Market conditions made Air India privatisation difficult: Jayant Sinha

The aviation ministry’s principal project of privatising Air India has not yielded any result. However, Minister of State for Civil Aviation Jayant Sinha would not consider it as a failure and says that transformation of the airline is an ongoing process. In an interview with Arindam Majumder, he underlines the achievement of the government in four years saying that civil aviation has been success story in terms of political mileage. Edited excerpts:

Transforming Air India into world class airline is one of the objective of this government. It is also fairly clear that it cannot happen under government ownership. So what is the way forward after the failed disinvestment process?

As minister Suresh Prabhu said it’s the market conditions and industry dynamics that will drive ongoing thinking of the disinvestment process. As you know we ran a process and didn’t receive any bids. Both the market conditions and industry dynamics have gotten appreciably worse right now because of oil prices, high interest rates and currency fluctuations. Due to these reasons, it requires us to evaluate and decide the future course of action. This would be done by AISAM. We will monitor and evaluate market conditions and industry dynamics and make appropriate decision at appropriate time.

But impediments will always remain. There will never be a right time for divestment. Even when the process started last June, the forecast of high oil price was already there. Why blame it on the market conditions?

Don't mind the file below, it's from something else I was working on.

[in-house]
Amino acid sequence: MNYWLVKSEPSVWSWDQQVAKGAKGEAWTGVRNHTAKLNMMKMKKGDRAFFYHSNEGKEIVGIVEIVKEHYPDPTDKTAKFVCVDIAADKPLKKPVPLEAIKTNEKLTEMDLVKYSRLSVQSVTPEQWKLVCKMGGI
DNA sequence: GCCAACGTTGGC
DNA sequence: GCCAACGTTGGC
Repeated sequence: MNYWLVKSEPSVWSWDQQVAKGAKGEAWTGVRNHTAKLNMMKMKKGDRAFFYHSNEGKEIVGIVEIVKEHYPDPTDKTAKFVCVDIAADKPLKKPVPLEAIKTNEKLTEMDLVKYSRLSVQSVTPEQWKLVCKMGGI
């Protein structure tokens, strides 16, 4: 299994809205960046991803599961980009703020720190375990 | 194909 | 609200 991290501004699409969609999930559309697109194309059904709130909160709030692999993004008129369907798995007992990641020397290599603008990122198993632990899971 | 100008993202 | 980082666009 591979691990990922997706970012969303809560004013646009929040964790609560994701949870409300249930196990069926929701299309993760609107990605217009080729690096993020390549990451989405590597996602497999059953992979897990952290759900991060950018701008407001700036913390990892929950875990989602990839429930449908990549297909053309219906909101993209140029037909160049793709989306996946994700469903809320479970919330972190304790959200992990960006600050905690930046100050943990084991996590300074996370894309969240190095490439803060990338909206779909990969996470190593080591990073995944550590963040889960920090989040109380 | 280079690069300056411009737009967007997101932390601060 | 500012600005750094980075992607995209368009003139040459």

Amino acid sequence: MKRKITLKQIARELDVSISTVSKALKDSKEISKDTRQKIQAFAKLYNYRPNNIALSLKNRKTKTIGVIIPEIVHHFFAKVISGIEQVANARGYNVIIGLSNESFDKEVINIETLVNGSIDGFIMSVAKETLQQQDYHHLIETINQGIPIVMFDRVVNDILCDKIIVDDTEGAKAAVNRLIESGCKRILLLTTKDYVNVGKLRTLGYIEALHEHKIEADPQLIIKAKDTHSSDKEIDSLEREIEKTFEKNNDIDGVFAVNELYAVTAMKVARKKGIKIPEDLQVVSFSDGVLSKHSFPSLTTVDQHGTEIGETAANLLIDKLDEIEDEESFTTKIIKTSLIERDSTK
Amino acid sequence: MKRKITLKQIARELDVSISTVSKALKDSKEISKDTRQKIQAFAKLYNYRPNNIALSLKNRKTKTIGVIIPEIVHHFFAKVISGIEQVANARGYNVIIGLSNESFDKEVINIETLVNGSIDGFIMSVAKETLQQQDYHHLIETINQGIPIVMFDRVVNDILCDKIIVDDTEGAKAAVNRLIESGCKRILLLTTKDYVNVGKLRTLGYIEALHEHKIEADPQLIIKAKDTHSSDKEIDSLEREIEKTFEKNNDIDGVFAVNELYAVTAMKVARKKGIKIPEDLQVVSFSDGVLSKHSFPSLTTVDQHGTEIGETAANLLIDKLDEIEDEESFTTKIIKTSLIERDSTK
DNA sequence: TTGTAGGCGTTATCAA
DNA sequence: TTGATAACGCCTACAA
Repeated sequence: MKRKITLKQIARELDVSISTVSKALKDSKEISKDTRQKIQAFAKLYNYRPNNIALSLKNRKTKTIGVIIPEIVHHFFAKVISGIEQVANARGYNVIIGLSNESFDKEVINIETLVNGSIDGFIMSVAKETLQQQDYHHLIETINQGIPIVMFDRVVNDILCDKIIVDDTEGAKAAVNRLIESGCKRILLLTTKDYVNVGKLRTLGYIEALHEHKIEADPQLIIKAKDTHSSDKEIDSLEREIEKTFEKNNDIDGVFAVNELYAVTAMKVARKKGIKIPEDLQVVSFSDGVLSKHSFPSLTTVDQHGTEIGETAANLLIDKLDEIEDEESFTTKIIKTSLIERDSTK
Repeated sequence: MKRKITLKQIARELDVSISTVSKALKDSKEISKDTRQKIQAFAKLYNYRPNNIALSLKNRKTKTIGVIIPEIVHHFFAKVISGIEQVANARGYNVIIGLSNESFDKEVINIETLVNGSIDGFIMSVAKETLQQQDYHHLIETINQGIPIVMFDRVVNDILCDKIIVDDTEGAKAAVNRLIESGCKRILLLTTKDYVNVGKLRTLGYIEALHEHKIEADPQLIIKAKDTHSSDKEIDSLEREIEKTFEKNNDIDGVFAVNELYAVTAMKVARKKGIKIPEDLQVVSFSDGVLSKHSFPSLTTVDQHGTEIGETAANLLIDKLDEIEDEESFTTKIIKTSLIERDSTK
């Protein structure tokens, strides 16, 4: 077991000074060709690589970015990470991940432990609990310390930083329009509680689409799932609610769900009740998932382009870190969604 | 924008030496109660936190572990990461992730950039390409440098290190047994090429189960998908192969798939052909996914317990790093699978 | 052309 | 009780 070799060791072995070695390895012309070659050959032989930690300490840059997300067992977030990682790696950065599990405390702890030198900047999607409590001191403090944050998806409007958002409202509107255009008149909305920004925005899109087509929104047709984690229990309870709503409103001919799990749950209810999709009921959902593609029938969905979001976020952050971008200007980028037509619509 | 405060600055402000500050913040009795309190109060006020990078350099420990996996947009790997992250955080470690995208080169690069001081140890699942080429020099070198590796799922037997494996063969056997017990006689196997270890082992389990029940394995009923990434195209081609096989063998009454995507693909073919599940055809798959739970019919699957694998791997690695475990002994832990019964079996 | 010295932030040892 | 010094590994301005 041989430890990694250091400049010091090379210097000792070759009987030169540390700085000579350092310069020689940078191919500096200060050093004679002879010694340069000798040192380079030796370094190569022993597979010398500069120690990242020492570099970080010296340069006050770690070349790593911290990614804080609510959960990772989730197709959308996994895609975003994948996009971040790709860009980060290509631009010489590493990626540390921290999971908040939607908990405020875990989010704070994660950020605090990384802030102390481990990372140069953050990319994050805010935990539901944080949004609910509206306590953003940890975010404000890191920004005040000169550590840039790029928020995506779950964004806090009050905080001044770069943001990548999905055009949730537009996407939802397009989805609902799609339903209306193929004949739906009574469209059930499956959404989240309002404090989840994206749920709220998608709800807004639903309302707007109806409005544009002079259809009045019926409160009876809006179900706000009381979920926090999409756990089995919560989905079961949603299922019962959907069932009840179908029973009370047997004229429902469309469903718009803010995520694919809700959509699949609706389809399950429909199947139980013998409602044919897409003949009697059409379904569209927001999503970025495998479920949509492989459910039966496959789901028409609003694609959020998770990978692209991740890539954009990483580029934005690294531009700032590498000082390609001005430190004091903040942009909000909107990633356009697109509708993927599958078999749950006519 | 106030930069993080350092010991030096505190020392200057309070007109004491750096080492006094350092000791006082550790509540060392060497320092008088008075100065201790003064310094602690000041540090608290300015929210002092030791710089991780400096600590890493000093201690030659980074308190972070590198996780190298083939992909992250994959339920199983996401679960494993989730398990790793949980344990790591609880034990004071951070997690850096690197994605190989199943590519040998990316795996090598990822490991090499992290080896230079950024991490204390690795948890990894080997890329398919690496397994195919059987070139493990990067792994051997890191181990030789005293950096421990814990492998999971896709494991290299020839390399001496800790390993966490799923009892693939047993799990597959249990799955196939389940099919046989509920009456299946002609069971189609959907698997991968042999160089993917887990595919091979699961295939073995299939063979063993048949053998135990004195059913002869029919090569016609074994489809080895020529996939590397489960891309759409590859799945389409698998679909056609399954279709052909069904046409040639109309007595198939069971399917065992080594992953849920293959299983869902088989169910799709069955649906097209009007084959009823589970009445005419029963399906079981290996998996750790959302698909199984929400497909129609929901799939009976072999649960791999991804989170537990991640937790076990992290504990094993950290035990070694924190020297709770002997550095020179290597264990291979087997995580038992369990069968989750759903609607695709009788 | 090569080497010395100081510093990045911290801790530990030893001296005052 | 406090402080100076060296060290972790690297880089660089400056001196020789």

There is a process we have to undertake and the process takes a lot of time because we had to create asset management company. Decide on the terms of the offer then get all the appropriate approvals and take it through the government process. That naturally takes time. We took the necessary time to make a high integrity and confidential process. Then of course we didn’t receive bids. When the decision was taken, market conditions were much favourable but now the market conditions and industry dynamics are not. So we have to take all these into consideration and move forward.

Do you consider the process a failure?

Everybody is entitled to their views. I would say we undertook the largest strategic disinvestment process ever. We provided a very balanced offer for sale. Of course it ultimately depends on market whether people are willing to acquire 76 per cent in Air India. So, I think government did what is appropriate and necessary. Now, of course we have to evaluate the market response and go forward.

Why do you think there was unfavourable response?

I am not going to speculate into why people bid or not bid. I think we followed high integrity process. All necessary information were made available. The transaction advisor interacted with all interested parties, provided us with their views why no bids came through. We will evaluate and decide on next step.

 
Is there still time left before upcoming general elections?

I am not going to make a statement on that.

Air India’s performance has not improved for years now. Market share continues to decline, there is no concrete fleet plan. So what is the future of Air India?